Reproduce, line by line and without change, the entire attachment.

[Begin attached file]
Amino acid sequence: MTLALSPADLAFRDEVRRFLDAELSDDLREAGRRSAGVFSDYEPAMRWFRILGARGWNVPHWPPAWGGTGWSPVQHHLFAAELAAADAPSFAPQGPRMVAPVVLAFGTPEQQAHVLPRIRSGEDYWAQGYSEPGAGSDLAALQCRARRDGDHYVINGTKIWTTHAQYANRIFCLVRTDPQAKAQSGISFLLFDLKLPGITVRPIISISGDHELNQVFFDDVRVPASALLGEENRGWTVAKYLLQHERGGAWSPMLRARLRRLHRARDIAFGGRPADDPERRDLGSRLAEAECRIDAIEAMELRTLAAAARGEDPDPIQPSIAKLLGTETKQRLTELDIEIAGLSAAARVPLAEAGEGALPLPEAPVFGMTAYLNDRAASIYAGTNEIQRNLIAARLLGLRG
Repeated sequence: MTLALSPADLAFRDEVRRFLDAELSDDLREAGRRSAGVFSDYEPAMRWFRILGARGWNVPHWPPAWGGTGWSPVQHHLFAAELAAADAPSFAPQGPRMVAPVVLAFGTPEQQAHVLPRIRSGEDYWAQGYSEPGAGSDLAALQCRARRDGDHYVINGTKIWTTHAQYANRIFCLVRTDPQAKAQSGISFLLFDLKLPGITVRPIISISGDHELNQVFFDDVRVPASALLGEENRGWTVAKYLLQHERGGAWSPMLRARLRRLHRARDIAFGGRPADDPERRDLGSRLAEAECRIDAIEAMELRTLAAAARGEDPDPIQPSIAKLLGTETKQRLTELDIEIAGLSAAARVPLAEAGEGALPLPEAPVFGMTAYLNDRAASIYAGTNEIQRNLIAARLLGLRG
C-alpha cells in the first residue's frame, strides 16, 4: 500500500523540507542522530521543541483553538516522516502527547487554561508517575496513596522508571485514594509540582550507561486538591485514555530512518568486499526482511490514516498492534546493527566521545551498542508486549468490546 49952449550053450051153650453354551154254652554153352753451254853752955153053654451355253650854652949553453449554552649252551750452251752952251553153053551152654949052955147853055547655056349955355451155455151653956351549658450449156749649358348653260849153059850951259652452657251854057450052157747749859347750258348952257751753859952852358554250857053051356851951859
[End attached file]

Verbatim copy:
Amino acid sequence: MTLALSPADLAFRDEVRRFLDAELSDDLREAGRRSAGVFSDYEPAMRWFRILGARGWNVPHWPPAWGGTGWSPVQHHLFAAELAAADAPSFAPQGPRMVAPVVLAFGTPEQQAHVLPRIRSGEDYWAQGYSEPGAGSDLAALQCRARRDGDHYVINGTKIWTTHAQYANRIFCLVRTDPQAKAQSGISFLLFDLKLPGITVRPIISISGDHELNQVFFDDVRVPASALLGEENRGWTVAKYLLQHERGGAWSPMLRARLRRLHRARDIAFGGRPADDPERRDLGSRLAEAECRIDAIEAMELRTLAAAARGEDPDPIQPSIAKLLGTETKQRLTELDIEIAGLSAAARVPLAEAGEGALPLPEAPVFGMTAYLNDRAASIYAGTNEIQRNLIAARLLGLRG
Repeated sequence: MTLALSPADLAFRDEVRRFLDAELSDDLREAGRRSAGVFSDYEPAMRWFRILGARGWNVPHWPPAWGGTGWSPVQHHLFAAELAAADAPSFAPQGPRMVAPVVLAFGTPEQQAHVLPRIRSGEDYWAQGYSEPGAGSDLAALQCRARRDGDHYVINGTKIWTTHAQYANRIFCLVRTDPQAKAQSGISFLLFDLKLPGITVRPIISISGDHELNQVFFDDVRVPASALLGEENRGWTVAKYLLQHERGGAWSPMLRARLRRLHRARDIAFGGRPADDPERRDLGSRLAEAECRIDAIEAMELRTLAAAARGEDPDPIQPSIAKLLGTETKQRLTELDIEIAGLSAAARVPLAEAGEGALPLPEAPVFGMTAYLNDRAASIYAGTNEIQRNLIAARLLGLRG
C-alpha cells in the first residue's frame, strides 16, 4: 500500500523540507542522530521543541483553538516522516502527547487554561508517575496513596522508571485514594509540582550507561486538591485514555530512518568486499526482511490514516498492534546493527566521545551498542508486549468490546 49952449550053450051153650453354551154254652554153352753451254853752955153053654451355253650854652949553453449554552649252551750452251752952251553153053551152654949052955147853055547655056349955355451155455151653956351549658450449156749649358348653260849153059850951259652452657251854057450052157747749859347750258348952257751753859952852358554250857053051356851951859